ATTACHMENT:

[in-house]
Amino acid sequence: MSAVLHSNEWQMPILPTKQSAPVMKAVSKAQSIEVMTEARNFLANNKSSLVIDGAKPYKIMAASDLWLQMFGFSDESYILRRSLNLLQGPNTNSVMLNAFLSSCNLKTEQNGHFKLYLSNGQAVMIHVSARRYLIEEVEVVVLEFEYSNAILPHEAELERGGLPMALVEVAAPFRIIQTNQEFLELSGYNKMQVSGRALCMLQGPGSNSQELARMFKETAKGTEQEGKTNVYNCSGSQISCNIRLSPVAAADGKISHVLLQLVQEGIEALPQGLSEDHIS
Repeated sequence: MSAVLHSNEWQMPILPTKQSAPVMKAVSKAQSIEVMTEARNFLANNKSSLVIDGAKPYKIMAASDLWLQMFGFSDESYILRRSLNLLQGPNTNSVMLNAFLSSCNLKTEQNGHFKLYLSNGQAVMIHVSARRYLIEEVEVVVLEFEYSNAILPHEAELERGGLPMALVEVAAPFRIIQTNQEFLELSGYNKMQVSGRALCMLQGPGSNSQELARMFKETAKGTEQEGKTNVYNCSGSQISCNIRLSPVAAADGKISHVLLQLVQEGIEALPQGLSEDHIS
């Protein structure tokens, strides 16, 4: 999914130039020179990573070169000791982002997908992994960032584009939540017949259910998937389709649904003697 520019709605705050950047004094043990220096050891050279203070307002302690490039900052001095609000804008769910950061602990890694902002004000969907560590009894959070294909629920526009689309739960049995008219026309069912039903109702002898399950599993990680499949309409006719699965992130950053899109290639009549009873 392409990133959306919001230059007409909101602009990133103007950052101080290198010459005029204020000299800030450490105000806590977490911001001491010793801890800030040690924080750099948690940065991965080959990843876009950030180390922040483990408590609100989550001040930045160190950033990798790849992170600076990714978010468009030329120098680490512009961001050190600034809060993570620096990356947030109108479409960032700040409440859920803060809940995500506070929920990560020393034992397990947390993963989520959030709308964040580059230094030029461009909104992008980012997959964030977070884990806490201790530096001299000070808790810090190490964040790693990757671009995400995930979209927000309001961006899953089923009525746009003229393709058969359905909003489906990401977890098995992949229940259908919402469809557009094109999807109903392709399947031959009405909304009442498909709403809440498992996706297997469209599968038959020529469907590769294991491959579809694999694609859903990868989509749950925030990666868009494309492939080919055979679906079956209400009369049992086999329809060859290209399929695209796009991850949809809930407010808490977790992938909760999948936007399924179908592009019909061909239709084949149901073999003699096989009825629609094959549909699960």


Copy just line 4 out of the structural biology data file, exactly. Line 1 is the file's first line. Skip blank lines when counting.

């Protein structure tokens, strides 16, 4: 999914130039020179990573070169000791982002997908992994960032584009939540017949259910998937389709649904003697 520019709605705050950047004094043990220096050891050279203070307002302690490039900052001095609000804008769910950061602990890694902002004000969907560590009894959070294909629920526009689309739960049995008219026309069912039903109702002898399950599993990680499949309409006719699965992130950053899109290639009549009873 392409990133959306919001230059007409909101602009990133103007950052101080290198010459005029204020000299800030450490105000806590977490911001001491010793801890800030040690924080750099948690940065991965080959990843876009950030180390922040483990408590609100989550001040930045160190950033990798790849992170600076990714978010468009030329120098680490512009961001050190600034809060993570620096990356947030109108479409960032700040409440859920803060809940995500506070929920990560020393034992397990947390993963989520959030709308964040580059230094030029461009909104992008980012997959964030977070884990806490201790530096001299000070808790810090190490964040790693990757671009995400995930979209927000309001961006899953089923009525746009003229393709058969359905909003489906990401977890098995992949229940259908919402469809557009094109999807109903392709399947031959009405909304009442498909709403809440498992996706297997469209599968038959020529469907590769294991491959579809694999694609859903990868989509749950925030990666868009494309492939080919055979679906079956209400009369049992086999329809060859290209399929695209796009991850949809809930407010808490977790992938909760999948936007399924179908592009019909061909239709084949149901073999003699096989009825629609094959549909699960």